The first few weeks of the course hinge on the difference between “theory” and “theories” of literature; while on one hand we will be discussing the history of a variety of competing theories of literature or literaryness (and to understand why and when they appeared), on the other we will attempt a broader consideration of “theory” as a whole, as a genre or mode of thought that unites competing ideas (ideas as different as, say, Marxism and psychoanalysis) within a larger framework.
It is that framework that people refer to when they say things like, “I hate theory,” or “I do theory,” and so the question of what it would mean to hate theory, or do it, will reverse, as it were, the opening conundrum of the course. That is, if we have enough sense of how to hate it (and what there is hateful about it), or how to do it (and what gets “done” in that doing), we may well find that we then have the wherewithal to describe what it is exactly that we’re hating or doing (or, as Roland Barthes would tell us, loving).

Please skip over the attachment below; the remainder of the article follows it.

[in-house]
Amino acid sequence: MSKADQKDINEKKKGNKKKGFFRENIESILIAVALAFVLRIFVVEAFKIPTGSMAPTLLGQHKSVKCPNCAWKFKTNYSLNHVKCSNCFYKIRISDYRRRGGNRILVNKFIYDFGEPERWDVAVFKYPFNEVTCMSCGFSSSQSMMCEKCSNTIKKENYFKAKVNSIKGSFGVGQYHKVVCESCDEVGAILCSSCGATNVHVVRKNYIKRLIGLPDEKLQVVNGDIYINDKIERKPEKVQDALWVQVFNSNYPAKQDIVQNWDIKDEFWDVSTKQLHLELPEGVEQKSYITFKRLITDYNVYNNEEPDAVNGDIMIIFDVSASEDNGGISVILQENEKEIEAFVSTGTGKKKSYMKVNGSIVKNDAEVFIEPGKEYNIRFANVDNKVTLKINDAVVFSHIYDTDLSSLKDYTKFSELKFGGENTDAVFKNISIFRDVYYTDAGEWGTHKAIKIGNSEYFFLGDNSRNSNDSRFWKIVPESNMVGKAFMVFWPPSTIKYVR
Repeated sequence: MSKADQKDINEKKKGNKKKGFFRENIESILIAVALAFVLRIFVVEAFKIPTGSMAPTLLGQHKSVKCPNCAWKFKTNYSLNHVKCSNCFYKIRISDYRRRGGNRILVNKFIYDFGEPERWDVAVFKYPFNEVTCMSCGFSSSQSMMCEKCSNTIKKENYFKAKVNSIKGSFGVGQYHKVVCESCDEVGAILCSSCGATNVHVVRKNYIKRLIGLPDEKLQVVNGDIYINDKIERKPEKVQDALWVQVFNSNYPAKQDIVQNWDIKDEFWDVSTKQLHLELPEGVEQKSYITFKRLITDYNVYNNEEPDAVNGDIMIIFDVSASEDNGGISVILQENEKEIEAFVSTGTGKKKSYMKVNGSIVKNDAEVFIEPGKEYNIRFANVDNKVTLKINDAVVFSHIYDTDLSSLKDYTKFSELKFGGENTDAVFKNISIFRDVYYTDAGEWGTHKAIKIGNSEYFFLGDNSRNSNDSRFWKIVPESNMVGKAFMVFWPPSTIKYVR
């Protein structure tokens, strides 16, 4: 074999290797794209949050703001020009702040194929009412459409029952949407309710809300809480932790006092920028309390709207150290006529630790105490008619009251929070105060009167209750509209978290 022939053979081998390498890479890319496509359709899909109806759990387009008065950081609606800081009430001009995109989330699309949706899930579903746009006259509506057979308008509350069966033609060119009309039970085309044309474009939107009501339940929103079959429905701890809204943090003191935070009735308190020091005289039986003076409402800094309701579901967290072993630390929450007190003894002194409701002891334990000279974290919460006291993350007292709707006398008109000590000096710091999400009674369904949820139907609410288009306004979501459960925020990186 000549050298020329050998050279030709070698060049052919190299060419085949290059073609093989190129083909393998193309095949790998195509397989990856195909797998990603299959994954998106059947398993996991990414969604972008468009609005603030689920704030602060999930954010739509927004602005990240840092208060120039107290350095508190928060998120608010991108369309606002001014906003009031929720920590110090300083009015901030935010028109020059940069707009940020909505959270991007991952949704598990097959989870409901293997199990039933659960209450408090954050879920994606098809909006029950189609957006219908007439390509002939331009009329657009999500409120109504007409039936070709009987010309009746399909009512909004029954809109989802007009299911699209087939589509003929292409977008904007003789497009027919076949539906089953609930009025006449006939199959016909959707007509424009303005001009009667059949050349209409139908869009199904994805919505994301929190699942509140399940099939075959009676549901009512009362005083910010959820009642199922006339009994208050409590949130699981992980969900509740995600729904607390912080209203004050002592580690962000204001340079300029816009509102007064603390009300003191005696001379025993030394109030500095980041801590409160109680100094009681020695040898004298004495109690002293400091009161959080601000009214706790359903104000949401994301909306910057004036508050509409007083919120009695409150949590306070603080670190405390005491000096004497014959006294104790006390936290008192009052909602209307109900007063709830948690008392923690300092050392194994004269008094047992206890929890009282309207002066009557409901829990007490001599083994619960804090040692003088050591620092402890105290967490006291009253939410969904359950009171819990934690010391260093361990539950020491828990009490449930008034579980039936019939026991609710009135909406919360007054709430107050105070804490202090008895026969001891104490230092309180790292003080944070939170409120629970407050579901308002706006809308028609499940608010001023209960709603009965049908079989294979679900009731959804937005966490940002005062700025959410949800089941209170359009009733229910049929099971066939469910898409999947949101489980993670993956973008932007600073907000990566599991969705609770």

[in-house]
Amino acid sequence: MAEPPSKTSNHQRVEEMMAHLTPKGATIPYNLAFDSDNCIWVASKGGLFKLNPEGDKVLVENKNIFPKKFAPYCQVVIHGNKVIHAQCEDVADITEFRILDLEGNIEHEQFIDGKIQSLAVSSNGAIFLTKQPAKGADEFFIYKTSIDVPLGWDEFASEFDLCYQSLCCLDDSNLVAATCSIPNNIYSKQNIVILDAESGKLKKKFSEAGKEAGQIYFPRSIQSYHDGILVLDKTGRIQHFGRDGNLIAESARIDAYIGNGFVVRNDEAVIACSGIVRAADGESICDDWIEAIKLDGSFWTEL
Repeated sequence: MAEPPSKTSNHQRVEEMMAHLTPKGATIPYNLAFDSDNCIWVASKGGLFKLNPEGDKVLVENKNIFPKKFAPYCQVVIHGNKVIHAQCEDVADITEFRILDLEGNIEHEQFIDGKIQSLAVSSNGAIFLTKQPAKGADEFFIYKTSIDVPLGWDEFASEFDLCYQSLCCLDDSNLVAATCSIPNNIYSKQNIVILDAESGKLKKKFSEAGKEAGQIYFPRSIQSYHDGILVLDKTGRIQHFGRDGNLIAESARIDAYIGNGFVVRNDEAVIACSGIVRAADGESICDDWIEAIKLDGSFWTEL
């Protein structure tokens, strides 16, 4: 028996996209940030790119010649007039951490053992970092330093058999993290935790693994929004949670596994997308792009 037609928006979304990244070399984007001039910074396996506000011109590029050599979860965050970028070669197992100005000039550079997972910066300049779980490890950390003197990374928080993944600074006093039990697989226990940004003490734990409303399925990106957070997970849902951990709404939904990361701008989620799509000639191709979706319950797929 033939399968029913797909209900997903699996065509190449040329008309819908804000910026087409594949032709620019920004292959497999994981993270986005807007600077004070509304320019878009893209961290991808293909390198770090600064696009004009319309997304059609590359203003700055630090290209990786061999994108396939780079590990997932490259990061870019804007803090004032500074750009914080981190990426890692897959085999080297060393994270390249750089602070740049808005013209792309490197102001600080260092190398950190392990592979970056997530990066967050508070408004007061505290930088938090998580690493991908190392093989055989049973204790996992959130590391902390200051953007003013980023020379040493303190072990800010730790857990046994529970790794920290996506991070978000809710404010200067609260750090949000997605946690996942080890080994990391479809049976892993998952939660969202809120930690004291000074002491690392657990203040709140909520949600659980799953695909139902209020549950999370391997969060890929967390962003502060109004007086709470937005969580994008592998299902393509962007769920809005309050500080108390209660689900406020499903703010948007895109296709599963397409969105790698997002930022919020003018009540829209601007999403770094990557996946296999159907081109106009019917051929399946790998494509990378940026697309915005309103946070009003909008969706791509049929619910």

All this may sound quite mysterious, which is ok. Though much of the course is designed to demystify the things that seem difficult or incomprehensible about (doing) theory, we will remain attentive to its mysteries as well; not understanding something will usually be as useful as seeing it with an epiphanic clarity.
Because of the difficulty of the texts we will be reading and the kinds of analysis we will perform, I strongly recommend that you take English 380 (Literary Analysis) before taking this class.
Download the Course Syllabus